In case you haven’t seen the news, Obama announced that he’ll extend the following to domestic partners (via memorandum that will expire when he leaves office):
In an Oval Office ceremony, Obama signed a presidential memorandum that gives same-sex domestic partners of federal employees access to long-term-care insurance benefits and allows civil servants to use sick leave to care for ailing domestic partners and children not related by blood or adoption. He also ordered the Office of Personnel Management to advise agencies within 90 days on how to comply with anti-discrimination regulations.
The memorandum yesterday also extended limited benefits to the same-sex partners of Foreign Service officers, including giving them access to medical facilities at postings abroad and medical evacuations.
But, of course, benefits do not include health care, retirement, or Social Security. As the New York Times wrote in an editorial today:
The administration has more work to do, on employee benefits and other issues, to keep its promise to work for equal rights for gay Americans.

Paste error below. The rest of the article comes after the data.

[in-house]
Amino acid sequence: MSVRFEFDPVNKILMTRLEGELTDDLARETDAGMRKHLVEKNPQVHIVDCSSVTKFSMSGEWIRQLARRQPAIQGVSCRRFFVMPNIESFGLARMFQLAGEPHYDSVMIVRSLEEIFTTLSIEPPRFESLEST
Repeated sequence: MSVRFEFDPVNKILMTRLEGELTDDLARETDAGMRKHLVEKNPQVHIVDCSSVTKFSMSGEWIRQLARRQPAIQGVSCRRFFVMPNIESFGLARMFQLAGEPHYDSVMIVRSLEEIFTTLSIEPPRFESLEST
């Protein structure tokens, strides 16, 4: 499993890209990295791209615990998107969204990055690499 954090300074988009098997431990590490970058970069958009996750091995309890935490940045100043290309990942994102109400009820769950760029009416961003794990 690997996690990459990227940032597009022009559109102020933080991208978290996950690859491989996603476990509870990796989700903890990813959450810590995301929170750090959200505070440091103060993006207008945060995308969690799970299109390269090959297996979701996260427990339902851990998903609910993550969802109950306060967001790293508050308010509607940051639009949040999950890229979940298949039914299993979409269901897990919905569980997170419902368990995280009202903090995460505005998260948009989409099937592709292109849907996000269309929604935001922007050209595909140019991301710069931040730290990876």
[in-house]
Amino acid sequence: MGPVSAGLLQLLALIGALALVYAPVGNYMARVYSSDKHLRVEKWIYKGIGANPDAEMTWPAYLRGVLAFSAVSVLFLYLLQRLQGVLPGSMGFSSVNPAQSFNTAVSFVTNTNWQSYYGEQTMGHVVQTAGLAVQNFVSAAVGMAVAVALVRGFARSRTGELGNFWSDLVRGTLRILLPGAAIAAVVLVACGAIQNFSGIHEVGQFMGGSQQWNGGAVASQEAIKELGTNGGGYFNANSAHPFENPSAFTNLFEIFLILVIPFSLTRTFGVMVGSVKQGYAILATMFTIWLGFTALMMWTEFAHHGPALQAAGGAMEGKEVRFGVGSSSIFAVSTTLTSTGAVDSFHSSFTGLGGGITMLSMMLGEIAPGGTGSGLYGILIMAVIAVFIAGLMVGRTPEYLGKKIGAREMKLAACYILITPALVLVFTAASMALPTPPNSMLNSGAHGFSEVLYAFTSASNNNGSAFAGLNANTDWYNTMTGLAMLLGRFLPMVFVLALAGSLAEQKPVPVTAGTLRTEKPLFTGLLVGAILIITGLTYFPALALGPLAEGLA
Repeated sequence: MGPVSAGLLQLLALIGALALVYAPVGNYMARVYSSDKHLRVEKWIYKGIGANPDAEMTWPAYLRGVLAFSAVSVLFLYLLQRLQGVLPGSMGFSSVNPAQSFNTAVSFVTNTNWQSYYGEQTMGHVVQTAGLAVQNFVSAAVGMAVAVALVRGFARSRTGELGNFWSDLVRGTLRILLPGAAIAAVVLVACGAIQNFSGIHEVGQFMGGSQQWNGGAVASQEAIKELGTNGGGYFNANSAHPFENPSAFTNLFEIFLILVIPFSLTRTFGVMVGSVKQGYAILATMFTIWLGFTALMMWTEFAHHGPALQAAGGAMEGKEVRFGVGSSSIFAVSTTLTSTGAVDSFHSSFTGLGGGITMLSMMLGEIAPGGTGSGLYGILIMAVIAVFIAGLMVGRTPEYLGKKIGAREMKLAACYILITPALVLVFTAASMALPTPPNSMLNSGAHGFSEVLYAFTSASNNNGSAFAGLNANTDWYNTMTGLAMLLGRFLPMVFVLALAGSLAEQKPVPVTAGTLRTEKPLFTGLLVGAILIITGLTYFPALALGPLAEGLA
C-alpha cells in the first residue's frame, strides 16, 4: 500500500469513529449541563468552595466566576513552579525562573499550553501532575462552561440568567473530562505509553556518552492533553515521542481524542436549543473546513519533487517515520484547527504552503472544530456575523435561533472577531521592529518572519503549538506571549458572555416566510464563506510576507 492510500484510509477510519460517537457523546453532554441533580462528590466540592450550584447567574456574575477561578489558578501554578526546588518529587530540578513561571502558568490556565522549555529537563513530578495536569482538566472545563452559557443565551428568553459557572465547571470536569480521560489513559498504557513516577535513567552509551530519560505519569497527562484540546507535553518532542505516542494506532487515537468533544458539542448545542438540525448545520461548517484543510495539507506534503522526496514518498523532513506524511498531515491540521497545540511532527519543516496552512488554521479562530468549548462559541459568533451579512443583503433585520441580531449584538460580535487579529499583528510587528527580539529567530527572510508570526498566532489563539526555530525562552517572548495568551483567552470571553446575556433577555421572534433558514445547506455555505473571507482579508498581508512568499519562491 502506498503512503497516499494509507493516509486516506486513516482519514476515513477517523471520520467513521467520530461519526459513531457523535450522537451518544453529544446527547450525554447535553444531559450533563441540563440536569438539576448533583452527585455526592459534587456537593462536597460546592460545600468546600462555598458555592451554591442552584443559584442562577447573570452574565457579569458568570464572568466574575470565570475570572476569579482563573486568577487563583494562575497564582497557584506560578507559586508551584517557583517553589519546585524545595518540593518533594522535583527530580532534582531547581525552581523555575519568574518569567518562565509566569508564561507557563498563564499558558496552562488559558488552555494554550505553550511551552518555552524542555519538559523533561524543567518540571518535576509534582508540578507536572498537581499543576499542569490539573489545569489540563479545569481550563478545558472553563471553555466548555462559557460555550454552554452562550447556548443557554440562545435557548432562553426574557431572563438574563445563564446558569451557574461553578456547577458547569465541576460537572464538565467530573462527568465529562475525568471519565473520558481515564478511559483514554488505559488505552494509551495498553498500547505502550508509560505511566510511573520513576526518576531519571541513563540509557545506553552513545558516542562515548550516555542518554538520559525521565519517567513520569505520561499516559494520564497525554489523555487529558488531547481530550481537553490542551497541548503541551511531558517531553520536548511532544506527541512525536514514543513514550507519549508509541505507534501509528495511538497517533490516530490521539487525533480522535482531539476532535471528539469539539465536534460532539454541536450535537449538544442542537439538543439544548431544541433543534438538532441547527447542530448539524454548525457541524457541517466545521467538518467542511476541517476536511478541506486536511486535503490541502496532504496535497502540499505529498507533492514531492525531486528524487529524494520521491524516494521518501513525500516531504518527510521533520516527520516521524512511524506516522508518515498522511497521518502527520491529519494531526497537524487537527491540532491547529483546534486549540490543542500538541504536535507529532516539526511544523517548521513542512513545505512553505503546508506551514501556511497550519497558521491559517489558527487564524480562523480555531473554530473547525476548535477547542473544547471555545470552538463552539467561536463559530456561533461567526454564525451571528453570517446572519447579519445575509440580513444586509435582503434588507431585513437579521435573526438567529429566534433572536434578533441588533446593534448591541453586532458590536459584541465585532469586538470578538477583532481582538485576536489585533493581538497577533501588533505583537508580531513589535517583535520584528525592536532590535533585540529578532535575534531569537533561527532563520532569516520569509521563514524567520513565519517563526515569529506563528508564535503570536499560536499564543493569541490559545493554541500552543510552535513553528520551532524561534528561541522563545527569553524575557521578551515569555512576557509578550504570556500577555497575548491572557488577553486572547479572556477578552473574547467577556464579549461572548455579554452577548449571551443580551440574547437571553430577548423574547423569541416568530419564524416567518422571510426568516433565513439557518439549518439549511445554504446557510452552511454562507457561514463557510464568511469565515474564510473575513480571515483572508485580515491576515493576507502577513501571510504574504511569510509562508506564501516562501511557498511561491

It is deeply unfair that gay federal employees have not been able to give their partners the same benefits coverage as heterosexual employees. Since benefits are an important part of employment compensation, gay people are effectively being paid less than their heterosexual peers for doing the same work.
The administration cites DOMA has the main impediment here, but of course that’s not really a reassuring explanation. Congress, he said, will need to pass legislation that will allow health and other benefits to be extended to same-sex partners. Obama did say he would support such a bill.
I will say, however, that the foreign service stuff is a big step forward, probably not appreciated by folks who don’t have a knowledge of just how discriminatory the system has been. If you were the same-sex partners of a foreign service officer, you were denied all of the helpful — and sometimes life-saving — services the State Department offered to spouses and children. You couldn’t go in for advance notice of jobs available, you couldn’t be counted as part of the family for the sake of evacuations and the like. So, whatever complaints there are today about this move on Obama’s part not being enough, we should at least be glad that this first step has been taken.
But there’s still a long way to go. My patience is thin!